1. How timely that you post this today. I just had a good conversation with a teacher today who had this frustration with some of her more impulsive students. Your reflection will help us both.

  2. I wouldn't call it poor teaching at all. It's more of a matter of trying to meet the learning style/mode of the student at that particular time. Impulsive kids (I affectionately call them "squirrelly") look different each day. The impulsivity and attention peaks and dips. They are just kids (adults too!) with whom you need to be ready to go to Plans B, C, and D at any particular time. (This is not news to you from what I read of how you run your class.)A friend of mine, Dave, who is now a professor of kinesiology tells a great story about his time as an elementary kid. He was (still is) very impulsive and in a constant state of motion. Dave was fortunate to find himself in a school where they cared about him, understood him, and had Plans B, C, and D ready to go each and every day. When he was agitated and unfocused as a 2nd grader, his teacher would just send him to PE, no matter what class was there. The PE teacher was fine with it too. Dave would scoot down the hall to the gym, join the class, expend a bunch of physical energy and then head back to his homeroom, ready to be successful. That story gives me tears because his teachers just did whatever it took to help him be successful.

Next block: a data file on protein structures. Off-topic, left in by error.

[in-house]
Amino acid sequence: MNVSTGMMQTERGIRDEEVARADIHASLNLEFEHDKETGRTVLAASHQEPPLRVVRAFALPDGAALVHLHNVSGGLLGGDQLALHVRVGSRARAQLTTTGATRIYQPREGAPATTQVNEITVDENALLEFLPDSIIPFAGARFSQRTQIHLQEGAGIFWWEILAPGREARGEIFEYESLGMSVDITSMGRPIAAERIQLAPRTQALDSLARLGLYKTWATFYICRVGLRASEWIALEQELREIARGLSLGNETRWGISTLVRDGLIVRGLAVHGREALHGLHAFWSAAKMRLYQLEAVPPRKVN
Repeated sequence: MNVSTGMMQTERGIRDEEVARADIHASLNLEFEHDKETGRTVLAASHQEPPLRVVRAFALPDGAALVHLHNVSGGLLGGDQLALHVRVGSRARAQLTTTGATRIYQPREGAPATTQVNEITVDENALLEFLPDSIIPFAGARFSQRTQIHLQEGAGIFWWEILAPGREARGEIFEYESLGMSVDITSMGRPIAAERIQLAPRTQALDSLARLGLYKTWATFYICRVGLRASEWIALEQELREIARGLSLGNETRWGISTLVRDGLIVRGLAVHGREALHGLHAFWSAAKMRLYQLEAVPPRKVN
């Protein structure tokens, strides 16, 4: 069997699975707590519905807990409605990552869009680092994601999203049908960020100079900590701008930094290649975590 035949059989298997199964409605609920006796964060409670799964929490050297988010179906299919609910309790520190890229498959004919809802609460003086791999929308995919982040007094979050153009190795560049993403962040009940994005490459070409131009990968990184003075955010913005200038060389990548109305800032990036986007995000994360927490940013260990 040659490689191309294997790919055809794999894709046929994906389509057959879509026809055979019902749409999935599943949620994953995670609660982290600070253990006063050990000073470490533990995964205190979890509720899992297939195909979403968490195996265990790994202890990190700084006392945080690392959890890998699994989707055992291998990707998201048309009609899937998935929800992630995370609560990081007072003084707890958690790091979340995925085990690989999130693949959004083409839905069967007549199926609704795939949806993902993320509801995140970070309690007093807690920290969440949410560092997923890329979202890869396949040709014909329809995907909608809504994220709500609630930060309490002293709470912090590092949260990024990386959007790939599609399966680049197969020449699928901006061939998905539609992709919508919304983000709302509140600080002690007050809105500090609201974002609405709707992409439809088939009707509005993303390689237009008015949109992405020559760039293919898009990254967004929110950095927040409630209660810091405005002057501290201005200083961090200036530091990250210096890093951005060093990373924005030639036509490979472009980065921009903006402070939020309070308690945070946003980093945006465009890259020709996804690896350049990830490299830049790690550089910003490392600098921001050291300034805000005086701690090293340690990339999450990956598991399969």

3. I really appreciate this post. It helps me to understand that I am not alone in my personal reflection on my response to student behavior and trying different methods to support a better learning environment. Do you have your non-punishment strategies written down? Could you please share it?